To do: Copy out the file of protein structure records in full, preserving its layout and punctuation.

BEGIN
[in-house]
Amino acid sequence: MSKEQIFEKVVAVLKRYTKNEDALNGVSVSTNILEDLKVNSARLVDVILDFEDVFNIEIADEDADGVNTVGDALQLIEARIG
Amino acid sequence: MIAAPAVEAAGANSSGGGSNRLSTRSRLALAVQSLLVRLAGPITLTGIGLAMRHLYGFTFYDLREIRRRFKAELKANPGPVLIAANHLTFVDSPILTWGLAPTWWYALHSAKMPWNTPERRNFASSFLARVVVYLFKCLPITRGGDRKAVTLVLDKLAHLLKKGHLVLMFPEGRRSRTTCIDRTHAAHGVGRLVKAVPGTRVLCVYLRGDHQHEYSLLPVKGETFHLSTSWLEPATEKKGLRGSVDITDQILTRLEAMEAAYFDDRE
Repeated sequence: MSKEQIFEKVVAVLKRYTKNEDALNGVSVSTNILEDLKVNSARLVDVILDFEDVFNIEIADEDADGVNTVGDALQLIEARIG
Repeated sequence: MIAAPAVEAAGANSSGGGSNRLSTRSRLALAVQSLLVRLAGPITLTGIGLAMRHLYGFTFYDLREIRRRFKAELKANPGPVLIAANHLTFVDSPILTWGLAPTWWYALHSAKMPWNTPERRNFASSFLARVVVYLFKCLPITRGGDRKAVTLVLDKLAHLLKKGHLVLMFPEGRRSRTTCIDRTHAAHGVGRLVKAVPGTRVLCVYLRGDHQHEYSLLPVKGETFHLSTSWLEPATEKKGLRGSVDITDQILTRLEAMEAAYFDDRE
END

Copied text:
[in-house]
Amino acid sequence: MSKEQIFEKVVAVLKRYTKNEDALNGVSVSTNILEDLKVNSARLVDVILDFEDVFNIEIADEDADGVNTVGDALQLIEARIG
Amino acid sequence: MIAAPAVEAAGANSSGGGSNRLSTRSRLALAVQSLLVRLAGPITLTGIGLAMRHLYGFTFYDLREIRRRFKAELKANPGPVLIAANHLTFVDSPILTWGLAPTWWYALHSAKMPWNTPERRNFASSFLARVVVYLFKCLPITRGGDRKAVTLVLDKLAHLLKKGHLVLMFPEGRRSRTTCIDRTHAAHGVGRLVKAVPGTRVLCVYLRGDHQHEYSLLPVKGETFHLSTSWLEPATEKKGLRGSVDITDQILTRLEAMEAAYFDDRE
Repeated sequence: MSKEQIFEKVVAVLKRYTKNEDALNGVSVSTNILEDLKVNSARLVDVILDFEDVFNIEIADEDADGVNTVGDALQLIEARIG
Repeated sequence: MIAAPAVEAAGANSSGGGSNRLSTRSRLALAVQSLLVRLAGPITLTGIGLAMRHLYGFTFYDLREIRRRFKAELKANPGPVLIAANHLTFVDSPILTWGLAPTWWYALHSAKMPWNTPERRNFASSFLARVVVYLFKCLPITRGGDRKAVTLVLDKLAHLLKKGHLVLMFPEGRRSRTTCIDRTHAAHGVGRLVKAVPGTRVLCVYLRGDHQHEYSLLPVKGETFHLSTSWLEPATEKKGLRGSVDITDQILTRLEAMEAAYFDDRE